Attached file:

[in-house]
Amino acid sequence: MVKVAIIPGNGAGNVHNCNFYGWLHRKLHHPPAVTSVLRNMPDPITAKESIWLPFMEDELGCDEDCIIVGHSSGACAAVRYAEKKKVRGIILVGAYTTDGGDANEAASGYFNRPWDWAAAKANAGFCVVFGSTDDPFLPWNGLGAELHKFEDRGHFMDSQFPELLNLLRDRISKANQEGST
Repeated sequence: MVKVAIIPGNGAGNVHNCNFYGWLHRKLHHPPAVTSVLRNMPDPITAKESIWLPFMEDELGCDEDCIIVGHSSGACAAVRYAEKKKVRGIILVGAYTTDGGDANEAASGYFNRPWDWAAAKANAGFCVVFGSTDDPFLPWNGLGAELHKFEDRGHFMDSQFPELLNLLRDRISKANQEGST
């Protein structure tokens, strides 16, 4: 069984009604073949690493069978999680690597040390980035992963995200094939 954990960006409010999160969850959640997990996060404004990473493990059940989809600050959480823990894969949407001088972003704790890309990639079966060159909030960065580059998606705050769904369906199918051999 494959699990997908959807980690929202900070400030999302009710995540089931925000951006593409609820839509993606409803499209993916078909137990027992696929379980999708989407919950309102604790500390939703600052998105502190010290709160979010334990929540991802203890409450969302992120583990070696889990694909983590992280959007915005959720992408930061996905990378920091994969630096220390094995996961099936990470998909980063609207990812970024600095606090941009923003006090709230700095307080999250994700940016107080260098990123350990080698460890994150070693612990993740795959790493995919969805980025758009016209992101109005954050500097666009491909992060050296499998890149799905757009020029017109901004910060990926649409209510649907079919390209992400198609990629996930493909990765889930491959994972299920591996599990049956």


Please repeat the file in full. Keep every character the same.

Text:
[in-house]
Amino acid sequence: MVKVAIIPGNGAGNVHNCNFYGWLHRKLHHPPAVTSVLRNMPDPITAKESIWLPFMEDELGCDEDCIIVGHSSGACAAVRYAEKKKVRGIILVGAYTTDGGDANEAASGYFNRPWDWAAAKANAGFCVVFGSTDDPFLPWNGLGAELHKFEDRGHFMDSQFPELLNLLRDRISKANQEGST
Repeated sequence: MVKVAIIPGNGAGNVHNCNFYGWLHRKLHHPPAVTSVLRNMPDPITAKESIWLPFMEDELGCDEDCIIVGHSSGACAAVRYAEKKKVRGIILVGAYTTDGGDANEAASGYFNRPWDWAAAKANAGFCVVFGSTDDPFLPWNGLGAELHKFEDRGHFMDSQFPELLNLLRDRISKANQEGST
């Protein structure tokens, strides 16, 4: 069984009604073949690493069978999680690597040390980035992963995200094939 954990960006409010999160969850959640997990996060404004990473493990059940989809600050959480823990894969949407001088972003704790890309990639079966060159909030960065580059998606705050769904369906199918051999 494959699990997908959807980690929202900070400030999302009710995540089931925000951006593409609820839509993606409803499209993916078909137990027992696929379980999708989407919950309102604790500390939703600052998105502190010290709160979010334990929540991802203890409450969302992120583990070696889990694909983590992280959007915005959720992408930061996905990378920091994969630096220390094995996961099936990470998909980063609207990812970024600095606090941009923003006090709230700095307080999250994700940016107080260098990123350990080698460890994150070693612990993740795959790493995919969805980025758009016209992101109005954050500097666009491909992060050296499998890149799905757009020029017109901004910060990926649409209510649907079919390209992400198609990629996930493909990765889930491959994972299920591996599990049956």